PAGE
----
The charter says that the student body must include some students with special educational needs and no students with learning disabilities are enrolled, thus the school is in violation of the charter. For the conclusion to be accurate, it has to be true that every special education student is a student with learning disabilities (D), because if this weren’t true, then the school wouldn’t be violating the charter, because they may have other sorts of special education students, such as those with physical disabilities. The fact that special education needs = student with learning disabilities is not present in the stim, but is present in TCR.


I hear you. Where I'm falling down is that PowerScore says that any new info in the conclusion will be in the answer. Ex:

premise: a -> b
conclusion: a -> c

the answer will then have C in it somewhere wither directly worded the same way or using a synonym of C. This question seems to violate that. That make sense?

I think you're getting tripped up by the fact that the "new info" is using the same terminology as what appears in the stimulus. Stripped down, this arg basically says "1. The school must have SN kids. 2. There are no LD kids 3. Therefore, the school is violating what it must have (or, violating the requirement for SN kids). This conclusion is bringing in the idea that a lack of LD means a lack of SN. Based off of the given premises, this is not a valid conclusion. The addition of the fact that if there are SN, there are LD makes it valid because then we know ~LD -> ~SN. Does that help at all?

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Jeffort
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Re: Found a Sufficient Assumption Question that breaks the rules

Postby Jeffort » Thu Jun 23, 2011 9:50 pm

youknowryan wrote:
Eichörnchen wrote:
youknowryan wrote:...Or so I think. Feel free to correct me.

It from PT 34, S2, #10. Here's a rough paraphrase, look at the test to see the actual text:

Premise I: a school must include special education kids to avoid a charter violation.
Premise II: there are no enrolled kids with learning disabilities.
Conclusion: the school is currently in violation of its charter.

Is not the charter violation new information?

PowerScore says the the credited answer will ALWAYS have new information introduced in the conclusion (i.e the current charter violation). This one does not do that. The sufficient assumption involves only the premises. Am I wrong or did Powerscore make an absolute rule that is not?


The charter says that the student body must include some students with special educational needs and no students with learning disabilities are enrolled, thus the school is in violation of the charter. For the conclusion to be accurate, it has to be true that every special education student is a student with learning disabilities (D), because if this weren’t true, then the school wouldn’t be violating the charter, because they may have other sorts of special education students, such as those with physical disabilities. The fact that special education needs = student with learning disabilities is not present in the stim, but is present in TCR.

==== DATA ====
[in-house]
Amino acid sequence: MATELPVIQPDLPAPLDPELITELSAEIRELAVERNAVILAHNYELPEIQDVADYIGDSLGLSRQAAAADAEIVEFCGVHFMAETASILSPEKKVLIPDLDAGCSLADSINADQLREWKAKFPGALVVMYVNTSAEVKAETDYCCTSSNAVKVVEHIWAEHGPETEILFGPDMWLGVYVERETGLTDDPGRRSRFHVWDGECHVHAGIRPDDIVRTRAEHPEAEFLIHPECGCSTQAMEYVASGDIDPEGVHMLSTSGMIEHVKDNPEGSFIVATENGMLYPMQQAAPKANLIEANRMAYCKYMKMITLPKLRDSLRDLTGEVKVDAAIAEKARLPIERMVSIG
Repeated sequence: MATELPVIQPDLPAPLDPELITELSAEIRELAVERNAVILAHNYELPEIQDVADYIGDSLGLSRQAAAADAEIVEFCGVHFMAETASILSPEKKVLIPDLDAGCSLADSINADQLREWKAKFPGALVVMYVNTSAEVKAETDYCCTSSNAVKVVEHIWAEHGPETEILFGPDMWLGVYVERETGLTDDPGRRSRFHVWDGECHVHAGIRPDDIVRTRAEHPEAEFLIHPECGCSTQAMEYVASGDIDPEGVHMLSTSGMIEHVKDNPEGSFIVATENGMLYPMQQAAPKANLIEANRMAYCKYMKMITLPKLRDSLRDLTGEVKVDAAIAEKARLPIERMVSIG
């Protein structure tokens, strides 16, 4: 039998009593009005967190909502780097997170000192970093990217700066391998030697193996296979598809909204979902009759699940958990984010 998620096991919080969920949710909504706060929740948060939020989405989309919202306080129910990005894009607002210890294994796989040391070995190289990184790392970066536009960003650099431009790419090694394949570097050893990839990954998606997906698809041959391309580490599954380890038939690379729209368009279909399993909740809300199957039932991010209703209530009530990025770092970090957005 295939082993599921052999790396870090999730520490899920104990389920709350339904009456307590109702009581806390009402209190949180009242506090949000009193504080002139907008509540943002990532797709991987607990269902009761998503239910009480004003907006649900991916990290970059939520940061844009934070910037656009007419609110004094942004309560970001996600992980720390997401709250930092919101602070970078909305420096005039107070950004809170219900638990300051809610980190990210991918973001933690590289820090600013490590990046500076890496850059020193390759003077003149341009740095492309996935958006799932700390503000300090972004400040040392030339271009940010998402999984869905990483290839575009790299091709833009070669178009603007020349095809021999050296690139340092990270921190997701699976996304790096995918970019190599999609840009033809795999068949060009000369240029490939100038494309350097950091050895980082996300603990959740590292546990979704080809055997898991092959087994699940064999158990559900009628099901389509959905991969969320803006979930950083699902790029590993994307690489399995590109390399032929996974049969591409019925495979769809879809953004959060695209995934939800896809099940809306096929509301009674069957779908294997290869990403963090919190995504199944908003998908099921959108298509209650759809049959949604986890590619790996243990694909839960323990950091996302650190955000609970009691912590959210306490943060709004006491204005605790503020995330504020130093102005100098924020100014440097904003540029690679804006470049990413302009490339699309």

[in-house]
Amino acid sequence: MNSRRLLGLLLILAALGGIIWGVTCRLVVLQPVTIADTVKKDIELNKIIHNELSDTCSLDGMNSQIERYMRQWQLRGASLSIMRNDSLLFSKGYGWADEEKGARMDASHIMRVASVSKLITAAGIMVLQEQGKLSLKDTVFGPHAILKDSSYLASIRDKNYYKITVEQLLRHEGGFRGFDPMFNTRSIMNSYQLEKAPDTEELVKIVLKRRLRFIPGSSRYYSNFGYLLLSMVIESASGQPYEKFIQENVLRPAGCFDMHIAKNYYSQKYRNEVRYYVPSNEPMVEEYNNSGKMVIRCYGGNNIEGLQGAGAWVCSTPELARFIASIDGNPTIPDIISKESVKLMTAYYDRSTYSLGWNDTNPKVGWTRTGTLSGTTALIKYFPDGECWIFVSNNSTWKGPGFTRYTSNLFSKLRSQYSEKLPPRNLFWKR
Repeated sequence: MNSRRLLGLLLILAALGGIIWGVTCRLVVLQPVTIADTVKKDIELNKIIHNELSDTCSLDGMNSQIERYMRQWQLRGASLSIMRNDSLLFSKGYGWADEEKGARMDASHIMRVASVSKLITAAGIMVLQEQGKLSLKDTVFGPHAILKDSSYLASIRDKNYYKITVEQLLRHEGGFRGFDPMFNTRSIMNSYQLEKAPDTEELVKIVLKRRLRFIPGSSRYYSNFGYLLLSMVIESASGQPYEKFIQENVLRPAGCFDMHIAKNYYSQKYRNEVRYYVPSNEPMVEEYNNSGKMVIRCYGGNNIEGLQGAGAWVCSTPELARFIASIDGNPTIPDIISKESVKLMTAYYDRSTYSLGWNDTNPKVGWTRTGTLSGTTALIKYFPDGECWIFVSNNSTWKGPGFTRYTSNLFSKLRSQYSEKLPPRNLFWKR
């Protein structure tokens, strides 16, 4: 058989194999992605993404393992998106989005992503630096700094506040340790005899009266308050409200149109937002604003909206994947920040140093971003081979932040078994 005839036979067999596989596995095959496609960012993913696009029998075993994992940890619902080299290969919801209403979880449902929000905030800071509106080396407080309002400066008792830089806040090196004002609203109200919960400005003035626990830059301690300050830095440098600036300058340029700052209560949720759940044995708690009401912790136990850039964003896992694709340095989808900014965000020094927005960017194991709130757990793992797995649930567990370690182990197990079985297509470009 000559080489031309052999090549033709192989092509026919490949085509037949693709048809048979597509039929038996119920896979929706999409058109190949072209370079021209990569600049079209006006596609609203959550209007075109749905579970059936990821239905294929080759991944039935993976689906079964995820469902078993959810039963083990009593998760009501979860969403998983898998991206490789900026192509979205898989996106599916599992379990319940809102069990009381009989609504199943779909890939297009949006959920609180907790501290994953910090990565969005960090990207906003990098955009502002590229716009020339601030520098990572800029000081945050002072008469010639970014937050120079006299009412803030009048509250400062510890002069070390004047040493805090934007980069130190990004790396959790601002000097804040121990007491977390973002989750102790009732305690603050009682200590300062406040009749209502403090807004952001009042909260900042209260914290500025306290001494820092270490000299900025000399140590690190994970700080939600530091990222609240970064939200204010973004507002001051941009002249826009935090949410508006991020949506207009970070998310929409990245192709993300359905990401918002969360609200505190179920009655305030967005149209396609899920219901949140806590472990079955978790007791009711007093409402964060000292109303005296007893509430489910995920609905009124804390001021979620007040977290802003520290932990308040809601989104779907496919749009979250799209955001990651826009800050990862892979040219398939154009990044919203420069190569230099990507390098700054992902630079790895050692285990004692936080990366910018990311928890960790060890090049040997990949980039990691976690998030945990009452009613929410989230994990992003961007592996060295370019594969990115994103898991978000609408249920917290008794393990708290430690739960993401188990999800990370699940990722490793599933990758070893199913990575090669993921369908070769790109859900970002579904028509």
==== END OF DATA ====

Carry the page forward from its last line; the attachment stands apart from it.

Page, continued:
I hear you. Where I'm falling down is that PowerScore says that any new info in the conclusion will be in the answer. Ex:

premise: a -> b
conclusion: a -> c

the answer will then have C in it somewhere wither directly worded the same way or using a synonym of C. This question seems to violate that. That make sense?


Charter violation is an element included in a premise, so it is not a new element brought into the argument only in the conclusion.

Try to differentiate between 'new information' and 'new element/topic/subject/concept/idea'. The conclusion of the argument makes an assertion about a topic that was already part of the argument, hence it is not a new element. I guess you can say it is 'new information' since the conclusion is trying to persuade you that the school is in violation of the charter and the premises said nothing about being in violation. However, the conclusion, unless it is a circular argument, is always going to assert something new/different information than what was stated in the premises.

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EarlCat
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Re: Found a Sufficient Assumption Question that breaks the rules

Postby EarlCat » Thu Jun 23, 2011 10:06 pm

Eichörnchen wrote:For the conclusion to be accurate, it has to be true that every special education student is a student with learning disabilities (D), because if this weren’t true, then the school wouldn’t be violating the charter, because they may have other sorts of special education students, such as those with physical disabilities.

You are analyzing this as if it were a necessary assumption question.

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EarlCat
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Re: Found a Sufficient Assumption Question that breaks the rules

Postby EarlCat » Thu Jun 23, 2011 10:12 pm

youknowryan wrote:I hear you. Where I'm falling down is that PowerScore says that any new info in the conclusion will be in the answer. Ex:

premise: a -> b
conclusion: a -> c

the answer will then have C in it somewhere wither directly worded the same way or using a synonym of C. This question seems to violate that. That make sense?

Oh NOW I see what you were asking about.

A sufficient assumption does NOT have to have an element of the conclusion in it to be correct. It merely needs to bridge the logical gap.

Premise: a --> b
Premise: c --> d
Conclusion: a --> d
Sufficient Assumption: b --> c


Now, whether PowerScore's model holds for this problem depends on how you diagram it. If you consider every statement as a conditional, it might look like this:

Premise: Charter --> SepcialEd
Conclusion: ~LearningDisabilities --> ~Charter (contra: Charter --> LearningDisabilities)